Seriously? Would anyone have understood the conversation between Greedo and Han — back in 1977 — on the big screen — without subtitles, before Han shot Greedo? And yes, Han shot first in a surprising, shocking, memorable moment. Greedo never shot Han — at all. Greedo also didn’t speak English — or any other language spoken on Earth.
Without subtitles, would anyone have understood Jabba the Hutt? “There will be no bargain, young JedI.“ Oddly enough Major Ackbar spoke English. “It’s a trap!“
Did subtitles keep the general public from watching ‘Crouching Tiger, Hidden Dragon’? I doubt Mandarin is widely understood in the U.S. And while more people may speak and understand French and not Mandarin, did it keep people from watching the series ‘The Returned’ on the Sundance channel?
How many people speak Elvish ((LOTR/The Hobbit) or Dothraki (GOT)?
While millions of people had their appetites for Star Wars sated when the latest iteration in the series hit the big screen this past December, many millions were not able.
There were advanced ticket sales.
The movie broke revenue records not only for opening day, but opening weekend.
It had the largest opening distribution of any film in this century — or last: 4134 theaters.
Of all the theaters that booked the movie, only 10 theaters across the U.S. screened an open-captioned (subtitled) version. Of those theaters, all but 2 (due to public demand) had a single showing . That’s one screening, one movie time chance for Star Wars fans that are deaf or hard of hearing to see the movie.
None of the theaters in my home state had an open-captioned screening. Of the theaters that did, those screenings had 200-250 seats available.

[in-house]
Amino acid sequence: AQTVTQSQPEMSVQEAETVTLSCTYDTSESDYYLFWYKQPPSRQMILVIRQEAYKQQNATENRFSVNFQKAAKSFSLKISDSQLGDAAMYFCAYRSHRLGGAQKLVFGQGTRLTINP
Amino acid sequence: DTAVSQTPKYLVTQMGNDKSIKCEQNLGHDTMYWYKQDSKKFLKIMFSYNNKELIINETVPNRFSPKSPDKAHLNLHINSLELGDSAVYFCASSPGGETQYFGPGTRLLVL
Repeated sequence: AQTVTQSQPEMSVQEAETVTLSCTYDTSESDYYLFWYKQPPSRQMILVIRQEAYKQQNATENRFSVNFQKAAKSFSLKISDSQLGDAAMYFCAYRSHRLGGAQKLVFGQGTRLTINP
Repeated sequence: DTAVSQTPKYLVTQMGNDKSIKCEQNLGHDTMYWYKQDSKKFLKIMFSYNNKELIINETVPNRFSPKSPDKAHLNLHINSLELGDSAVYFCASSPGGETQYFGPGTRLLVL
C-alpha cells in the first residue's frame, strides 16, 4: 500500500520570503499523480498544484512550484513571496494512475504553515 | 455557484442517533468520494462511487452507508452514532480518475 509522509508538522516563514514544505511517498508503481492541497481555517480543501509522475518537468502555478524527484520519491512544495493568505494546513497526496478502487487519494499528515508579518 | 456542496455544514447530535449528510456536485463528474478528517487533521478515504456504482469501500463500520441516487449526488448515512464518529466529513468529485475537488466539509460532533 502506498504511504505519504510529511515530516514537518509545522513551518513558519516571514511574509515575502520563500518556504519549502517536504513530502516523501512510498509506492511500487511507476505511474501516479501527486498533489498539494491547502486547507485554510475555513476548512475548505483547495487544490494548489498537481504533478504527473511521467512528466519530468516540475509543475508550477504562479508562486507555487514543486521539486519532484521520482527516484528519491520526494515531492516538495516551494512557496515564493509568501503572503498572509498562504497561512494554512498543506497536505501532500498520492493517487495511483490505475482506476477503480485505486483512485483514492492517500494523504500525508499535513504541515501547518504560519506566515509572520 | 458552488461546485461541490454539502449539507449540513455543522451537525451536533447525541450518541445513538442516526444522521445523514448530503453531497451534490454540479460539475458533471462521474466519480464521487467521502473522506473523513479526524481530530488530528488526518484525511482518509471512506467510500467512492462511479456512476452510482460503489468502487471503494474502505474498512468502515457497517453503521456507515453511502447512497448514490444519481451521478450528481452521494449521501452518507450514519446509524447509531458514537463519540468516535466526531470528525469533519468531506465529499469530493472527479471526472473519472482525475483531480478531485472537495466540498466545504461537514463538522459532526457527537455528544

There are roughly an estimated 38 million people (13% of the population) in the U.S. who are deaf or hard of hearing. That’s not only a lot of people, but just imagine how much lost revenue that translates to for the movie business — especially given that some of us waited decades for a good sequel.
Do the math yourself.
The days of open-captioned movies are mostly in the past. The theaters are equipped to show them as they did in the past, but don‘t want to do so because they feel they can‘t fill all the seats if they do. They insist the ‘general public‘ find subtitles to be ‘annoying‘ and ‘distracting‘. Therefore, theaters have come up with a couple of gadgets to appease accommodating the deaf and hard of hearing. Neither is ideal. One gadget is comparable to a selfie stick with a screen to view the captions. The other option is a pair of glasses that display the captions while crushing your face and leaving a semi-permanent indentation in your nose when you leave the theater. With either, rather than blending into the audience, the user is made to look like some kind of alien rather than human.
While some — especially those who have no disabilities of any kind — may think these gadgets are the perfect solution to integrating moviegoers in a single screening, there are two major caveats: